Figures about how much money the U.S. needs to rebuild the infrastructure of its brides, tunnels, roads, and airports differs wildly. In 2013, the American Society of Civil Engineers put the needed investment at $3.6 trillion between when its report was published and 2020. An official federal government report estimates the number is $808.2 billion.
The federal government does not have $808.2 billion handy. The most recent annual budget for the entire government was $3.8 trillion. Even spread over several years, reaching the $808 billion figure would be impossible. The Trump Administration has signaled it would like to invest in projects for upgrades. It would operate as a sort of public works project which would invest money in new jobs and construction spending.
The Department of Transportation figures break down this way in a analysis entitled: GROW AMERICA: Making critical investments in highways and bridges:
The GROW AMERICA Act will provide a larger, more reliable funding stream for highways and bridges, recognizing the essential role that such infrastructure plays in providing access and linking our communities. The nation’s 4 million miles of public roadways carry approximately 3 trillion vehicle miles of travel each year. As the U.S. population grows, so too does the strain on our existing highway and bridge infrastructure. Highways and bridges face an $808.2 billion backlog of investment needs, including $479.1 billion in critical repair work. And while our nation’s bridges are safe, 11 percent of them are classified as structurally deficient and another 14 percent are not designed for the traffic they currently carry.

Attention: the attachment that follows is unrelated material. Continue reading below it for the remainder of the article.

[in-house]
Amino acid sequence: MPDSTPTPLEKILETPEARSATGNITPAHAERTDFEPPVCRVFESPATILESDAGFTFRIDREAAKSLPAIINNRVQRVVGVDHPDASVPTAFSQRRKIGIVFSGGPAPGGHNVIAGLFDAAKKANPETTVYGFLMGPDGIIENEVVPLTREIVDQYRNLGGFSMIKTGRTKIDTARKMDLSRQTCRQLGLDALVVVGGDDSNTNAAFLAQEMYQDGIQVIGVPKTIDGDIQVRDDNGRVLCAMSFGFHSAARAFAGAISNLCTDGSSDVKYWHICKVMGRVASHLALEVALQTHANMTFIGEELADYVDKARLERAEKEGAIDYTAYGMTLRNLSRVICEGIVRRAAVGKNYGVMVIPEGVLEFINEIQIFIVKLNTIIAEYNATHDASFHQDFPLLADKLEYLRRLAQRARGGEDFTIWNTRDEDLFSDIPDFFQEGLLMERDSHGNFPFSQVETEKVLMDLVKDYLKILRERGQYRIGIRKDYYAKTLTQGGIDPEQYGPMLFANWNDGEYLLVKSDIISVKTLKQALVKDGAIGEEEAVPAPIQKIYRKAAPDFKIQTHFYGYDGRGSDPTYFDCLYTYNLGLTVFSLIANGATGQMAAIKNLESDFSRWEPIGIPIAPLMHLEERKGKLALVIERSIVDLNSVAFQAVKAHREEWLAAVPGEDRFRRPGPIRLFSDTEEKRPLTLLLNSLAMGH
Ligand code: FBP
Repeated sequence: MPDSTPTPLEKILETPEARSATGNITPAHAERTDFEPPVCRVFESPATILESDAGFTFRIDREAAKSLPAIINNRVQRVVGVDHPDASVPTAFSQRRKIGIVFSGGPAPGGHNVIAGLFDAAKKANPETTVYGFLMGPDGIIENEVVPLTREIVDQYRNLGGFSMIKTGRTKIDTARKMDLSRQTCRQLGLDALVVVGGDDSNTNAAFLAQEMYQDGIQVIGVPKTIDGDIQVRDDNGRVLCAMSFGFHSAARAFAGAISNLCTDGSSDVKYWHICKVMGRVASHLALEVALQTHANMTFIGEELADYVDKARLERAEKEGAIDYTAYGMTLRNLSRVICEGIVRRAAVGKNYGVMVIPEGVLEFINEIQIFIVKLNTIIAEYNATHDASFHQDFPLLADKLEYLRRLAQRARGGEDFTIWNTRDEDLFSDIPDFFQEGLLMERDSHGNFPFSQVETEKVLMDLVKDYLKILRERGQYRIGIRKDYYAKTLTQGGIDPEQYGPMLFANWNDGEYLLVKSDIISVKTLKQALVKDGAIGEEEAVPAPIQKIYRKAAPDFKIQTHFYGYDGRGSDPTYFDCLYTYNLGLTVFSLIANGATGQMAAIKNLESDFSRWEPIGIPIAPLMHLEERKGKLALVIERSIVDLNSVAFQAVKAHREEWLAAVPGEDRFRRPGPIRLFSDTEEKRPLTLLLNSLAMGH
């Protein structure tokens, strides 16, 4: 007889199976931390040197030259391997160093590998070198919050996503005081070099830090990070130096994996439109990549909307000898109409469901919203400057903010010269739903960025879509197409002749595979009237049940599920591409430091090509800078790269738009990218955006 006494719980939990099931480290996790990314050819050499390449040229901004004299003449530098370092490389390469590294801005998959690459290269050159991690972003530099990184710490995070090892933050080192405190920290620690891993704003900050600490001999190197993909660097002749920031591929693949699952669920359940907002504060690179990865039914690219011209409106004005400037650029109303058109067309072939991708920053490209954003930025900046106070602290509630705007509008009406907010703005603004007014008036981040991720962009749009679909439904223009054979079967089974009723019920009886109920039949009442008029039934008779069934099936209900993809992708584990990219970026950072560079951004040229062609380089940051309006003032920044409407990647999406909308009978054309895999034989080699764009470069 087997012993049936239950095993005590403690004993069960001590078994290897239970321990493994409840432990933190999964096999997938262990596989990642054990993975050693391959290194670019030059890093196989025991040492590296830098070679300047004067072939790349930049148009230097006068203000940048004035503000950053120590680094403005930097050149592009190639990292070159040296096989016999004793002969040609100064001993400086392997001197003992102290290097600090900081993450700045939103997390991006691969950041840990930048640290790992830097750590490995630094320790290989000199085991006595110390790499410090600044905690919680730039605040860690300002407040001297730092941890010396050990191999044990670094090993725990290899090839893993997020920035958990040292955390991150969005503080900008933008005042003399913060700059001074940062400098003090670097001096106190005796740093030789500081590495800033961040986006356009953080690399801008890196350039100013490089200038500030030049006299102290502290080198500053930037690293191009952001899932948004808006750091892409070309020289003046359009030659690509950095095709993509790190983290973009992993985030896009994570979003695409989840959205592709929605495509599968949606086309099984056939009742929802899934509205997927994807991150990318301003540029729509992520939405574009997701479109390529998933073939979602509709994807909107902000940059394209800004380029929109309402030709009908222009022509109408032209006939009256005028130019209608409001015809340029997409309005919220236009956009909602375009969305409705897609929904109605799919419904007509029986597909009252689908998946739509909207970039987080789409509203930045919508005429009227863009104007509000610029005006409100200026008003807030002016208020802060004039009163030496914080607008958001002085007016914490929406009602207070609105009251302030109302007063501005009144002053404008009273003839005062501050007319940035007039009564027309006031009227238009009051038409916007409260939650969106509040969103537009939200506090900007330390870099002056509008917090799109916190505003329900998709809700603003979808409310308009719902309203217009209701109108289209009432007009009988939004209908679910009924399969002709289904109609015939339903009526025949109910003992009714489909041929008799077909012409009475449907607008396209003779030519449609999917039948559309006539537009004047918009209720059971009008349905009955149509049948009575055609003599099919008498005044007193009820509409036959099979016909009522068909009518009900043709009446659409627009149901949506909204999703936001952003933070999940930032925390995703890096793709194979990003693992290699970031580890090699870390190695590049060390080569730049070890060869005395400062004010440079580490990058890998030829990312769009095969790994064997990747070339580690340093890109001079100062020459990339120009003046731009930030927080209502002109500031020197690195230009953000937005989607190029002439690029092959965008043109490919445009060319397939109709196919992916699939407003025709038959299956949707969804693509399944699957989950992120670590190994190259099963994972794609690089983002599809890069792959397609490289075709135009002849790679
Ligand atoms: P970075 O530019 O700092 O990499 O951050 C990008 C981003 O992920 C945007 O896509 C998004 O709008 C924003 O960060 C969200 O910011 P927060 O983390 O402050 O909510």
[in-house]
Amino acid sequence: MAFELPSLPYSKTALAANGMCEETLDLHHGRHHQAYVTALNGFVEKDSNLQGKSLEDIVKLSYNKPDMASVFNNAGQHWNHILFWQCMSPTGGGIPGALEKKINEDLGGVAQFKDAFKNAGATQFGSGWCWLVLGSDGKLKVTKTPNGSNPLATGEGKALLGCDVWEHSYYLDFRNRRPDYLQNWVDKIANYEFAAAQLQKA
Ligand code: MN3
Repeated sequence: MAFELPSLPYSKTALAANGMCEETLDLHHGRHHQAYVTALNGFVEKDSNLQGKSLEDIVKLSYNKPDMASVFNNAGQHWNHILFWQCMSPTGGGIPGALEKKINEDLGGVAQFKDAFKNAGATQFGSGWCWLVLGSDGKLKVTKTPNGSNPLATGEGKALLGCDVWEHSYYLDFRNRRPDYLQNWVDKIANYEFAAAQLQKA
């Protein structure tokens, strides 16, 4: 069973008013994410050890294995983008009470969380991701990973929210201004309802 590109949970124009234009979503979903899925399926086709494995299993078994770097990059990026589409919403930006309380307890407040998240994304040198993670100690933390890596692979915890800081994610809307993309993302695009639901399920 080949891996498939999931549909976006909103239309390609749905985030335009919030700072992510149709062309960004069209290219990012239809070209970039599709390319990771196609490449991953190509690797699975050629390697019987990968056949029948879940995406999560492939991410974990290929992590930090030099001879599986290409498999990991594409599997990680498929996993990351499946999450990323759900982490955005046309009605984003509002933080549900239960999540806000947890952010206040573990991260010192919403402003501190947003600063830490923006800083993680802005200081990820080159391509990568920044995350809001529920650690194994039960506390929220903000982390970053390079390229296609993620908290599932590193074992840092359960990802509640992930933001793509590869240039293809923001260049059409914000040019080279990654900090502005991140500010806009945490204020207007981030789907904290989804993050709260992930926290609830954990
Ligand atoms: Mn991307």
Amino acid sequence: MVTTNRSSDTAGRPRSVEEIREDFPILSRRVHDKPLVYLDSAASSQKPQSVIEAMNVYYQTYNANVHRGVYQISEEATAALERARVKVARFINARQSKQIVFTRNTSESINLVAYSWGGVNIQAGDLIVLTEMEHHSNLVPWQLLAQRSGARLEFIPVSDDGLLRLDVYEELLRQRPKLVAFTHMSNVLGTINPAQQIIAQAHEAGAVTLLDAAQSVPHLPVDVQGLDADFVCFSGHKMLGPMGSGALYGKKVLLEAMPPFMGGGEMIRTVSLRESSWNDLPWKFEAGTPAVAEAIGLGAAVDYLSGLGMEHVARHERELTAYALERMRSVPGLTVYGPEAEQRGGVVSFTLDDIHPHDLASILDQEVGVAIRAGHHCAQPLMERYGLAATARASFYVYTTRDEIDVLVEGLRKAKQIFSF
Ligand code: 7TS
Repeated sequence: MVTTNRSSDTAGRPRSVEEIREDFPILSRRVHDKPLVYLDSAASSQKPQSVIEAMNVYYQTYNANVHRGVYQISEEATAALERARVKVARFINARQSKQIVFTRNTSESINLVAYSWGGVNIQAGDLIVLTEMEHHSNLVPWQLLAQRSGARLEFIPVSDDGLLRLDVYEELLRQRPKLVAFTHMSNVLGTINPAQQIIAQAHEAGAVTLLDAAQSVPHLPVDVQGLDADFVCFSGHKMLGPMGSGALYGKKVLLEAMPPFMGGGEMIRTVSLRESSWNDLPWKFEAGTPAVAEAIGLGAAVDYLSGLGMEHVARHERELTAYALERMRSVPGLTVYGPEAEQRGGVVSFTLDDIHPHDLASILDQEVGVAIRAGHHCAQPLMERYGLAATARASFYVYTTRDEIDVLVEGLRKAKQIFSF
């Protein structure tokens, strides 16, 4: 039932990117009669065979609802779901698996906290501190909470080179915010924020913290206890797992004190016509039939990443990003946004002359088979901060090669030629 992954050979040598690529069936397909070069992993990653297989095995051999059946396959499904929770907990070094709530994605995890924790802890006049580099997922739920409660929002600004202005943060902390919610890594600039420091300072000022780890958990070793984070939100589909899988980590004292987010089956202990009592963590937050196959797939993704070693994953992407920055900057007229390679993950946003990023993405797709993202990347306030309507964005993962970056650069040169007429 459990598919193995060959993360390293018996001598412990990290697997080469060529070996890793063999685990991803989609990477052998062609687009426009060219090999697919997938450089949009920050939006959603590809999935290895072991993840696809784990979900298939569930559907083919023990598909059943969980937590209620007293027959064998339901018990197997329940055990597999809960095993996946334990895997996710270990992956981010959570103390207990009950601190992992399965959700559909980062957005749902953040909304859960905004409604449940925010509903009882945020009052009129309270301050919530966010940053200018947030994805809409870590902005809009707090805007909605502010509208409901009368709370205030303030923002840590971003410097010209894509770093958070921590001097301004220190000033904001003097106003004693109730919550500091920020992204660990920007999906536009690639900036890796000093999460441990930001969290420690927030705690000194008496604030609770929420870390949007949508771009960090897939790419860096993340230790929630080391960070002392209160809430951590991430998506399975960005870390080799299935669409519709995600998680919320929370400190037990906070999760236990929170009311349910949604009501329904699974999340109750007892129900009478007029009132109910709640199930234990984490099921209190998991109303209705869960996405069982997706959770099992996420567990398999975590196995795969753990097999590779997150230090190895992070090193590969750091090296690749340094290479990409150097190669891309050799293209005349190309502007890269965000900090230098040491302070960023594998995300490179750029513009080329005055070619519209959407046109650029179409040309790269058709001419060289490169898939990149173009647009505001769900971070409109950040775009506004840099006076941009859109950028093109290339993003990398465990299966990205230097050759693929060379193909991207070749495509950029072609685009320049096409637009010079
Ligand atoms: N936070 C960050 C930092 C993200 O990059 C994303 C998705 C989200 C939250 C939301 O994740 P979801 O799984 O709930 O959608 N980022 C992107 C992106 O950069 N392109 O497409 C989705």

The Obama Administration did sign into law legislation to address the problem, but only partially:
The FAST Act authorizes $226.3 billion in budget authority for Federal-aid highway programs over five years (FY 2016 through FY 2020). This includes $225.2 billion in contract authority, starting at $43.1 billion for FY 2016 and growing about two percent each year to $47.1 billion in FY 2020. The Act also authorizes another $1.1 billion (over the five years) that is subject to appropriation.
The FAST Act provides a separate authorization of $453 million for FY 2016, increasing about two percent each year to $480.8 million for FY 2020, for FHWA administrative expenses associated with the Federal-aid highway program and Appalachian Regional Commission administration of the Appalachian Development Highway System (ADHS). Of this amount, $24 million is designated for other purposes each year, as follows:
On-the-job training supportive services ($10 million annually)
Disadvantaged Business Enterprise (DBE) supportive services ($10 million annually)
Highway use tax evasion projects ($4 million annually)
It is a start, but no where near the $808 billion needed